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For a brief time, ads and revenue stopped flowing.
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For about 90 minutes Wednesday morning, visitors to an estimated 55,185 websites may have missed a familiar sight -- ads. Google's DoubleClick for Publishers service broke down, leaving publishers briefly without revenue.
"DoubleClick for Publishers experienced an outage this morning impacting publishers globally, across their video, display, native and mobile formats," said a Google spokesperson in an emailed statement. "Our team has worked quickly to fix the software bug and DFP is now back up and running, so our publisher partners can return to funding their content."
Dynatrace, an application performance monitoring firm, said in an email that 55,185 websites from 3,357 unique web domains around the globe were affected, starting at 9:04 EST. The firm said the outage resulted in a substantial loss of revenue, but didn't cite a specific monetary figure. It noted that issues of this sort also tend to slow websites down and that such diminished responsiveness has additional revenue impact, in the form of visitors who leave in frustration and lost ad impressions.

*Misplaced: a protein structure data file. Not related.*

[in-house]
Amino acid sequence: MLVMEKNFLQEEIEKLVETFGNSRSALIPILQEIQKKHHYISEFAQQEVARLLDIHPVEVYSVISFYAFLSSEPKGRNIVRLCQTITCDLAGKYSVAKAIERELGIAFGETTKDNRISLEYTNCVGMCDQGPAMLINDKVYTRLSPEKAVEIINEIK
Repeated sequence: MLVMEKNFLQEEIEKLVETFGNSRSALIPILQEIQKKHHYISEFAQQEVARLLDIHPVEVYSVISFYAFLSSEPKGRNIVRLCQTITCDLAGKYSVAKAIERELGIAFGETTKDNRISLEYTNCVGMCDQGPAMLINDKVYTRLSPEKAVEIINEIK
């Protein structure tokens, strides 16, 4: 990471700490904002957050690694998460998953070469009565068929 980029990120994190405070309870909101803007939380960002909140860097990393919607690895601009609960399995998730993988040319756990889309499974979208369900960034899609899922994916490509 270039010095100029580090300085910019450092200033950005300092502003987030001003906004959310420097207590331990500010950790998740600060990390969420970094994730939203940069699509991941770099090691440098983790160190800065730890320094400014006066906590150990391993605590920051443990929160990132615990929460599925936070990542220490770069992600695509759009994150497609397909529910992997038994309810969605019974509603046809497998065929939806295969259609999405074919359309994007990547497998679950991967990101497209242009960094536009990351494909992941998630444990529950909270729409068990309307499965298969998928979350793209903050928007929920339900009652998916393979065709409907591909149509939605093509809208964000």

Google's publisher ad network brought in about $3.4 billion in Q3 2014, so 90 minutes of that works out to about $2.4 million. Google declined to discuss the cause of the outage or its financial impact. The company provided no clarification about the nature of the bug.
InformationWeek was affected by the outage, as were many other news sites, including Reuters, The Wall Street Journal, and Wired.
In a phone interview, David Jones, sales engineering director at Dynatrace, said that outages of this sort are actually fairly common. "Our Outage Analyzer tool picks these up on a daily basis," he said. "But this particular event is one of the most impactful in recent memory. DoubleClick is such a major player in the online ad market. When it has an issue, it affects thousands of websites."
Jones said previous DoubleClick outages, which were much less significant, occurred on August 29 and March 23.
Whether or not publishing companies will receive compensation for lost ad revenue depends upon their size and savvy, said Jones. "In our industry, when a third-party provides a service like this, in certain cases, if the media company has enough clout, it can put into place a service level agreement that offers recompense. More sophisticated organizations will have likely negotiated an SLA. But smaller companies are going to be out of luck."
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Thomas Claburn has been writing about business and technology since 1996, for publications such as New Architect, PC Computing, InformationWeek, Salon, Wired, and Ziff Davis Smart Business. Before that, he worked in film and television, having earned a not particularly useful ... View Full Bio
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